Messages come into syslog from various paths. Every syslog message must be directed to one of a number of communication paths that are read by the syslogd daemon. These communication channels can include:
The syslogd daemon is a user-space process. syslogd waits for incoming messages and directs the message to possible output locations. A message that is logged (to a file, a logged-on user, or the console) is also formatted and tagged with the system name. The syslogd daemon may also do some filtering of messages, for example to prevent repeated messages from flooding the system.
This set of locations may include sockets, files, the system console, and logged-on users. Messages can be directed to one or more of these locations.
This set of configuration rules determines how messages are logged and the locations to which they are logged. The rules are set by the system administrator in the file /etc/syslog.conf.
Software developers who are creating their own syslog messages will be interested in the path for user-created syslog messages. User messages are typically created through either the syslog(3c) C-code interface or the logger(1) command. These messages are written to the pipe /dev/log, from which they are then read by the syslogd daemon, which directs them to configured output locations.
One of the unique characteristics of syslog is that every message is created and logged in the form of a plain text ASCII string. Messages are then directed through pipes and sockets, written to log (ordinary) files, and displayed to users using only standard string handling operations. This presents an easy-to-use and well-understood interface but has a few performance implications that will be discussed later.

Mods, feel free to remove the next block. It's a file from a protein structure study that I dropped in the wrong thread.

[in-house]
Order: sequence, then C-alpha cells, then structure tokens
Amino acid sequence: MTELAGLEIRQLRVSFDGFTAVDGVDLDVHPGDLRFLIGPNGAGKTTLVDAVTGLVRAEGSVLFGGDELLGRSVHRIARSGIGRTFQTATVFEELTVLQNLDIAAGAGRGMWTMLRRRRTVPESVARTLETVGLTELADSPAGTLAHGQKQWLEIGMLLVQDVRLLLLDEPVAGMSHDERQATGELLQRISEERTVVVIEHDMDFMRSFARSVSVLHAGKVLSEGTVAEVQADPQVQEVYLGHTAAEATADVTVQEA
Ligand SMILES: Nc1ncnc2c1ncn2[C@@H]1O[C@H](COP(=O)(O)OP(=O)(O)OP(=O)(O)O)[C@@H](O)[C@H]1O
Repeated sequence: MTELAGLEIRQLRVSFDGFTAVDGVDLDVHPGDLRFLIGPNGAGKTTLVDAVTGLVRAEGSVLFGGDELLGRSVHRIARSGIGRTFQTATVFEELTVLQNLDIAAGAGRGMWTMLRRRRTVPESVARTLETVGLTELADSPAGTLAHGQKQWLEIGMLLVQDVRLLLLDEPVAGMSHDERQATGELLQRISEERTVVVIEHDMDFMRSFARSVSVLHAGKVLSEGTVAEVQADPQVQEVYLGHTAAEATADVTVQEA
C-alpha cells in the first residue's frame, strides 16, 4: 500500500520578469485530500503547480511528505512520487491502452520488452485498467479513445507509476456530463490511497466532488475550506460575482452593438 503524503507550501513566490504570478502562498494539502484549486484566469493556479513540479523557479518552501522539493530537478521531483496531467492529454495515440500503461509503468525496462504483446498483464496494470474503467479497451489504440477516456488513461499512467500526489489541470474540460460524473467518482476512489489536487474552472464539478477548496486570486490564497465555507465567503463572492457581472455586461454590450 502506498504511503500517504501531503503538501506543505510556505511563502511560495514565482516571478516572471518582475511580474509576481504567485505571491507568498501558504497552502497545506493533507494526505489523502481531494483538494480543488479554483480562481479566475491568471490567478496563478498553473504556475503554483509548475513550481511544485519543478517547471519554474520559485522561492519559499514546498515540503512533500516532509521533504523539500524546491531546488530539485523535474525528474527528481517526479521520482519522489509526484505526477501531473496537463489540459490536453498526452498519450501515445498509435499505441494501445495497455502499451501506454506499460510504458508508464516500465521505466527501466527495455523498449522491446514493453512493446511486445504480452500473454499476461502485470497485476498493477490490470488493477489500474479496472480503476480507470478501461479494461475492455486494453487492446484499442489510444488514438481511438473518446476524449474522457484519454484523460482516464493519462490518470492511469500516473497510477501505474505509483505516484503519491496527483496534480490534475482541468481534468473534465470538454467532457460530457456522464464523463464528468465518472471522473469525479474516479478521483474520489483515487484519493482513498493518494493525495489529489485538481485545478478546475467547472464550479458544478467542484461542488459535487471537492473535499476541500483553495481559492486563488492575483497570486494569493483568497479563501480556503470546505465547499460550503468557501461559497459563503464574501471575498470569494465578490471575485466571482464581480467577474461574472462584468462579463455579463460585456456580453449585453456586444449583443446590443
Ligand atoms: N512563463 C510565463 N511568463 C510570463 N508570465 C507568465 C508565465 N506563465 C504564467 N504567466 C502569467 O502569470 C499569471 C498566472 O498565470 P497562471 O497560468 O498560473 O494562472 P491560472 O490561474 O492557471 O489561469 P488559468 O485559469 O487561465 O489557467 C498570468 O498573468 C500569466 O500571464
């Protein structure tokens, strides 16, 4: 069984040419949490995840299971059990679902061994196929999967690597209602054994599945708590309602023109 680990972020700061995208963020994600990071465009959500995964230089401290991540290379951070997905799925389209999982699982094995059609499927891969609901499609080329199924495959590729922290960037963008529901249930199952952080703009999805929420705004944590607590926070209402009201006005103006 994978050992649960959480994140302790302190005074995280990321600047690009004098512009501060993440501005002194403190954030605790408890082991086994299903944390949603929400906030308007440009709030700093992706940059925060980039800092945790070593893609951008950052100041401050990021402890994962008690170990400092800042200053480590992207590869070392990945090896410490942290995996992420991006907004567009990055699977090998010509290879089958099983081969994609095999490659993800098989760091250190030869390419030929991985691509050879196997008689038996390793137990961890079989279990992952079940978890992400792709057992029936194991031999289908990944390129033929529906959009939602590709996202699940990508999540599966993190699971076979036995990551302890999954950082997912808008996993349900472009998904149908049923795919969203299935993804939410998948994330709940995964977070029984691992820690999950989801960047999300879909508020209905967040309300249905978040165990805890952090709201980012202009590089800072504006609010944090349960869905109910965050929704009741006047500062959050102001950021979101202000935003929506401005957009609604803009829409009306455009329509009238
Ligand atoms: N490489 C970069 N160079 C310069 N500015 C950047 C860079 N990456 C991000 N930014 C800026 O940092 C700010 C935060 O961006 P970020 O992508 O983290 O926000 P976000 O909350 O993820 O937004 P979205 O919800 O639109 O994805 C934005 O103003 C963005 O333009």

Throughout this discussion we will maintain a distinction between what we will refer to as a syslog message and a logged message. A syslog message is the actual ASCII string that is sent to or read from the pipes and sockets that make up the syslog system. It is useful to review this message format to understand some of the capabilities and limitations of syslog. The logged message is the ASCII string that is written to a log file or to a user at a terminal. This is the string the system administrator or an ordinary user will actually see.
The syslog message format is defined in the include file syslog.h. In this file are the definitions for message priority (level and facility) and the flags used to configure the syslog interfaces. Function prototypes for the syslog library calls were added to syslog.h for the HP-UX 10.x releases.Components of syslog Messages
A syslog message is an ASCII string that consists of :-
a message priority
the message string
Priority is encoded as an ASCII string enclosed by the angle brackets < and > at the beginning of the string. Message priority is the ASCII integer encoding of an 8-bit quantity. This quantity is a combination of a 3-bit field (bits 0 through 2) used for message level and a 5-bit field (bits 3 through 7) used for the message facility. Thus message priority level can have 8 possible values, and message facility up to 32 possible values.